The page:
How Long Does It Take to Recover From a Prostate Biopsy?

Medically Reviewed on 11/19/2020
Prostate biopsy is done to screen for prostate cancers.
A prostate biopsy is done to screen for prostate cancers.

A patient may take about four to six weeks or even more recover after a prostate biopsy. The recovery process after biopsy usually depends on the patient's health and age. Doctors may recommend only light activities for 24-48 hours after a prostate biopsy. The doctor prescribes painkillers, vitamins, and antibiotics for a few days to speed up the healing process.

After the biopsy, it is normal to experience the following sensations or symptoms:

  • Burning urination: It may start within 24 hours after the biopsy and may continue until three to seven days. This burning sensation is a side effect of the procedure and usually considered normal. 
  • Frequent urination: It may gradually improve over the first 24-36 hours.
  • Blood in the urine: It is considered normal to have slightly red-tinged urine or urine that resembles the color of a rose or red wine. This may last from 12 hours to 3 weeks after the biopsy.
  • Blood in stool: A patient may notice red stains on the toilet tissue or see some bloody streaks in the stool. This may last for up to five days.
  • Blood in the semen: This may persist for up to six weeks after the biopsy.
  • Tiredness: A patient may feel tired for a month or two. It usually takes 30-45 days to regain full normal strength after the procedure; hence, sufficient rest is usually advised by the doctor. 

Post-biopsy restrictions and instructions:

  • Avoid sexual activity for seven days.
  • Avoid heavy lifting, exercising, and golfing for at least seven days.
  • Try to avoid straining with bowel movements. Patients may use an over-the-counter stool softener if necessary.
  • Medications for preexisting conditions should be taken as per the doctor’s instructions.
  • Do not take alcohol while on antibiotics and painkillers.

Why is a prostate biopsy done?

A prostate biopsy is done to screen for prostate cancers. This is to confirm whether cancer is present, or if a prostate cancer diagnosis is aggressive. In a prostate biopsy, small samples of the prostate are removed and then observed under the microscope. Doctors usually recommend a biopsy of the prostate gland based on certain findings. 

  • If prostate-specific antigen blood test results are higher than the average age
  • If the doctor detects signs of a prostate problem during a digital rectal exam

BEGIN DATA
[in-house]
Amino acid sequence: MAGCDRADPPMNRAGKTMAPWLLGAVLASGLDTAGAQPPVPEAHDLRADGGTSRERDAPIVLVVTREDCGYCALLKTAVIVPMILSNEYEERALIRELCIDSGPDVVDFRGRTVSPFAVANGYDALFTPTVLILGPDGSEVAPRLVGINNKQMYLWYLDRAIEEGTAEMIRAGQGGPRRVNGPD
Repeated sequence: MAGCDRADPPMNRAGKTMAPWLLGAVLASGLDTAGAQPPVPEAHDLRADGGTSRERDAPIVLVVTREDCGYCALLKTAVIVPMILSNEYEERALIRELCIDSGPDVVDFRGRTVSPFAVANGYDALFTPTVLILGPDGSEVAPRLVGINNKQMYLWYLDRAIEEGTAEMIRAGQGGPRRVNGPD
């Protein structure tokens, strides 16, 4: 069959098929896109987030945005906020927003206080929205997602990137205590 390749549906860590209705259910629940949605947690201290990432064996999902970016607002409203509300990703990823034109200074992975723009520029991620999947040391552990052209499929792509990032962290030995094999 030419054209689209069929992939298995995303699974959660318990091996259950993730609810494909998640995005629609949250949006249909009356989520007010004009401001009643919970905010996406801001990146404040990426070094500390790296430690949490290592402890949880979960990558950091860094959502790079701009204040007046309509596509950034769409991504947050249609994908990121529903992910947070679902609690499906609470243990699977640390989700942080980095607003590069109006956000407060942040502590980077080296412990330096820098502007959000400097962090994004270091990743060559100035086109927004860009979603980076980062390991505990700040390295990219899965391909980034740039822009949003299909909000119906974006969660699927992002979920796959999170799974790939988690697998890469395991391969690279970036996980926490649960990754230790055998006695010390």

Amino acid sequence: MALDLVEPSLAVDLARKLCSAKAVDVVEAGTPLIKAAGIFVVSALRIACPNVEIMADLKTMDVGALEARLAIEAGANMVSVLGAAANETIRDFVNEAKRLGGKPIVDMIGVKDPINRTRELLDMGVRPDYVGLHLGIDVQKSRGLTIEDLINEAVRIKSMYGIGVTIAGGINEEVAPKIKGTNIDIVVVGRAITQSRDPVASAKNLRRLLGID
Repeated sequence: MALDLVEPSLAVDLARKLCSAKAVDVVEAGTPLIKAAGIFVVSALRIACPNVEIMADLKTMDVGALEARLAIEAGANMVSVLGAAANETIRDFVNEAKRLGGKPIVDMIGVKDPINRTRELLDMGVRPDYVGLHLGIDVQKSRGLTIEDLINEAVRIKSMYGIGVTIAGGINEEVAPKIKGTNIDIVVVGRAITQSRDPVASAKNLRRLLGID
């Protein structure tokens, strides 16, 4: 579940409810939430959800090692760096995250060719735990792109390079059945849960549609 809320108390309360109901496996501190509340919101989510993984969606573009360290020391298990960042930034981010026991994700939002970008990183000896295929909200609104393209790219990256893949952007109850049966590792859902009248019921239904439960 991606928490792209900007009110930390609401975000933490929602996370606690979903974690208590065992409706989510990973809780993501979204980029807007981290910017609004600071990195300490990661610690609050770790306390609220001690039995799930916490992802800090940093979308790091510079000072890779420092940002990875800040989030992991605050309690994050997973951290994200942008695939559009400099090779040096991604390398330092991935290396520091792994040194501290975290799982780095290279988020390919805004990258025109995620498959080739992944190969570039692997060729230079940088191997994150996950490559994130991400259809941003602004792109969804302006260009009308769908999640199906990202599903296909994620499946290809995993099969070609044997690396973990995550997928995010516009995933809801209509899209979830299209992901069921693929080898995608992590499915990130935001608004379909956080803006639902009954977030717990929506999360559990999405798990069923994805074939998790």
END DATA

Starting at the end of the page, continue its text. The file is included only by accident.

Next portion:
• If a biopsy is the only method to confirm the cancer

A prostate biopsy involves:

  • Collecting minute samples of the prostate gland. A computed tomography or magnetic resonance imaging (MRI) scan is also used to guide them through the procedure.
  • A prostate biopsy takes about 10 minutes and is usually done in the doctor’s office. The samples will be sent to a lab and will be looked at under a microscope to see if they contain cancer cells.
  • If cancer is detected in the patient, it will also be assigned a grade. The results are available after one to three days, but it can sometimes take longer.

A prostate biopsy may be done in several different ways which may include:

  • Transrectal method: This is the most common approach. Biopsies are done using a transrectal ultrasound-guided (TRUS) technique. A TRUS prostate biopsy is where the needle goes through the wall of the last part of the gut (rectum).
  • Perineal method: This is done through the skin between the scrotum and the rectum.
  • Transurethral method: This is a type of biopsy done through the urethra using a cystoscope (a flexible tube and viewing device).
  • Transperineal biopsy: The doctor inserts a needle into the prostate through the skin between the testicles and the anus. This area is called the perineum. 
  • Targeted biopsy: The needle is inserted through a template or grid. This is a targeted biopsy, which can target a specific area of the prostate using MRI scans. An advantage of the transperineal biopsy is that it can now be performed under local anesthesia.


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Medically Reviewed on 11/19/2020
What Is a Prostate Biopsy? (